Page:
Born of British stock, Edwin James Brent (1856-1923) first came to America in 1870, living in Indianapolis for ten years. He returned to England, married Mary West (1865- ), and came back, this time to Los Angeles, to seek fame and fortune. In 1890 he started a second-hand furniture store on the southwest corner of West 4th & Spring Streets. Business was good--within four years he opened a second location across the street in the same block.  In 1896 he moved another block south to larger digs at 538 South Spring Street in the Chauvin Building. A new building went up next door to the north in 1898, so the business relocated again. He remained thrifty with his business still, residing upstairs with Mary at that same location.

Bit by bit the business grew, but it was definitely under the town's business radar as articles about the Brents were few and far between. The business ultimately moved to 712 S. Main in 1905, where it remained until E.J.'s death in the early 1920's. Perhaps that business move was the driving force for E.J. to seek residence quarters apart from his business location.  They had their ultimate mansion constructed in a very fashionable gated community in West Adams known as Berkeley Square.  That new house hit the newspaper real estate section, and after that it was Society pages galore for Mary.

The house appears like a Craftsman on steroids.  Sitting in the middle of the block, the design of the house created odd lines when viewed as a photograph. Here it is a year or so after building...
#20 Berkeley Square ca. 1909



E.J. in 1910




The entry hall
The house received extensive coverage in the June, 1909 issue of Western Architect, with photos showing off the entry hall, dining room and exterior of the house.

And if you thought E.J. and Mary needed the large house for their large family you'd be half right--if you call servants family. Their one child E.J. Jr. (b.1903) lived there with four in-house servants.


Life seemed good for the Brents. "Brent's Great Credit House", as the business was known in local directories, continued to prosper while the family took multiple vacations, including recorded trips to Panama in 1913, and Hawaii in 1922.  One newspaper article in 1910 mentioned they "motored down to Coronado Beach last Tuesday for a week's vacation. Mr. Brent is enjoying the many beautiful auto drives in this vicinity and into the San Diego "back country" and across the line into Old Mexico."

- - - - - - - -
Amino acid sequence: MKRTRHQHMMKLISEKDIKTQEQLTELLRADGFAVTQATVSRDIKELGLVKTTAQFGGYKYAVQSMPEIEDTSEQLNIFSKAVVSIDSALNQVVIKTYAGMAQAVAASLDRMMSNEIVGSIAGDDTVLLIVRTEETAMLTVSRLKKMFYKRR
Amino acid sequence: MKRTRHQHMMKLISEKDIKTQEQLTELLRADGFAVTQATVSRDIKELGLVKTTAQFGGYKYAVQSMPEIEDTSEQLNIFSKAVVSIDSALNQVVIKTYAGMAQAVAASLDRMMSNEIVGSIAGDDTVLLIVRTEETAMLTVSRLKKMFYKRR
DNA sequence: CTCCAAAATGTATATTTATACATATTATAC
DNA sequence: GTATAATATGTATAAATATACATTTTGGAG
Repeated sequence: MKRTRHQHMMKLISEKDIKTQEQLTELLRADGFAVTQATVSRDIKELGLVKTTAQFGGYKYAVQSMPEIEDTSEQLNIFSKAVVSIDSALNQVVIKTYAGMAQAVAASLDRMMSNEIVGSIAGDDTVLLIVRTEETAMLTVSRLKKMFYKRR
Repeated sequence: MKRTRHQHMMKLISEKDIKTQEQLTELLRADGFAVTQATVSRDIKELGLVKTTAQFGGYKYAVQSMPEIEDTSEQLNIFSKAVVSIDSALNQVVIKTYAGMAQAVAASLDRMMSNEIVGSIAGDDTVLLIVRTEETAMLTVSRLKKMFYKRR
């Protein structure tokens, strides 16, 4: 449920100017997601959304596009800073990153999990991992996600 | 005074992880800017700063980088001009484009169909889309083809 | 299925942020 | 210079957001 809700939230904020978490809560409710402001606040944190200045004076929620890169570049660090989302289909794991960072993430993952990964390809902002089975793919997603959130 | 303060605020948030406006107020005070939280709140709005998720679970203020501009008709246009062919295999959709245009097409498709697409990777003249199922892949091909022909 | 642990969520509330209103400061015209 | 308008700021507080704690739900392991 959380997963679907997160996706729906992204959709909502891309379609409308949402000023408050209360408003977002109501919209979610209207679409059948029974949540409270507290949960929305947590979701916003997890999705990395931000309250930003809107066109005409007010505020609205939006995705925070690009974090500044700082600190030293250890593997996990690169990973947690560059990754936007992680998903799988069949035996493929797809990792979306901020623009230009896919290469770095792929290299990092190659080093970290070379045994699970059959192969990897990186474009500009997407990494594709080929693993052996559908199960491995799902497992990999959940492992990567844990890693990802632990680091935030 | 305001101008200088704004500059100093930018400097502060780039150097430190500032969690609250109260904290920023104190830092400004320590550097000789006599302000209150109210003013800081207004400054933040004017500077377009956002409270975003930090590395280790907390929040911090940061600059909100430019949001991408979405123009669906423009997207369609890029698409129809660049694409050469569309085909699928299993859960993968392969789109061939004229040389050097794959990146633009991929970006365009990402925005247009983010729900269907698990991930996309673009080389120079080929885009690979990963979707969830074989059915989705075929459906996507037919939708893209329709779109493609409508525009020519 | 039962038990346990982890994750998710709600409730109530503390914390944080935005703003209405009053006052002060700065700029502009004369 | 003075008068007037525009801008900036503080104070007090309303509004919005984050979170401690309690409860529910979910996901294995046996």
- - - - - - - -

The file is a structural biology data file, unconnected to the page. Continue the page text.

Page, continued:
1909 L.A. Directory Ad (courtesy of LAPL.org)
After E.J.'s passing, Mary remained in the house with her son for a couple of years more. She moved for awhile to 501 S. Manhattan, before settling down by 1930 across the street in a new fourplex at 456 S. St. Andrews Place, on the northeast corner of St. Andrews and 5th Street. The census reported her as renting at $75/month, an odd choice for one who should be able to easily own her abode. She disappears from the record by 1944.

One doesn't know if the house had been sold or not...by 1928 Winfield Scott, a local photographer, was living there with his daughter Margaret, who was listed as "artist" in 1928, and "photographer" in 1930 records. Interestingly, Mr. Scott was renting the grand house for $75/month in 1930, the same amount Mary Brent was paying over on St. Andrews Place.

By 1932 Scott had left, and a Leonard Bowie arrived, staying through 1934--then no resident can be found until 1946, when Vida Woelz turns up, joined by her husband John in 1948.

By the early 1960's a threat to all the houses in Berkeley Square appeared.  A new freeway starting at the Santa Ana Freeway (I-5) went west all the way to Santa Monica, exiting at the Pacific Coast Highway in Santa Monica. And the eminent domainers targeted the northern half of the Berkeley Square subdivision for its trip through the West Adams area. By 1965 a new eight-lane freeway began to shoot drivers (except during rush hour) across Berkeley Square at 65+ MPH. And 20 Berkeley Square had become history.


Additional information:
More on Berkeley Square
A postcard showing Brent's Spring Street store


A New Bit of Information: 

One of the challenges of following the life of a house without photos is determining what really happened to the house.  Here's a theory for this one.

The house appeared to have stood empty through the late '30s and early '40s. And while I didn't write about in the above, others have mentioned that a #20A appears for this Berkeley Square address by the 1940's.  Take a close look at the images below.  The 1921 Sanborn map has been placed above an aerial of the neighborhood taken in 1948. Our #20 lot line has been superimposed on the aerial photo in the lower half.  #20 in the aerial photo appears to be half gone--the entire eastern portion missing, the portico removed--and a new house at the rear of the lot appears with a sidewalk coming in from the street. Perhaps that's the answer.  Even before I-10 sent this house to oblivion, perhaps someone else did, turning it into two houses.

Your mission--go find a photo that proves/disproves the theory!

1921 vs. 1948 Berkeley Sq.